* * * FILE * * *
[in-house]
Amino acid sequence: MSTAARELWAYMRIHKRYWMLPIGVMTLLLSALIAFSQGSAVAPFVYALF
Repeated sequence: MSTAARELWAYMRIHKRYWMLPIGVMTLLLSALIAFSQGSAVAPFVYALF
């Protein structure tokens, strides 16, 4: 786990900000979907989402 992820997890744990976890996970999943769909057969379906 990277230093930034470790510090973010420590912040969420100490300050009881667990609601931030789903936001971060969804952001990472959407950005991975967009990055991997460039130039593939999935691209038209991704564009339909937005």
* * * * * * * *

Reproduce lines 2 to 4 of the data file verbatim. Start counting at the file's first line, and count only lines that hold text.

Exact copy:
Amino acid sequence: MSTAARELWAYMRIHKRYWMLPIGVMTLLLSALIAFSQGSAVAPFVYALF
Repeated sequence: MSTAARELWAYMRIHKRYWMLPIGVMTLLLSALIAFSQGSAVAPFVYALF
């Protein structure tokens, strides 16, 4: 786990900000979907989402 992820997890744990976890996970999943769909057969379906 990277230093930034470790510090973010420590912040969420100490300050009881667990609601931030789903936001971060969804952001990472959407950005991975967009990055991997460039130039593939999935691209038209991704564009339909937005």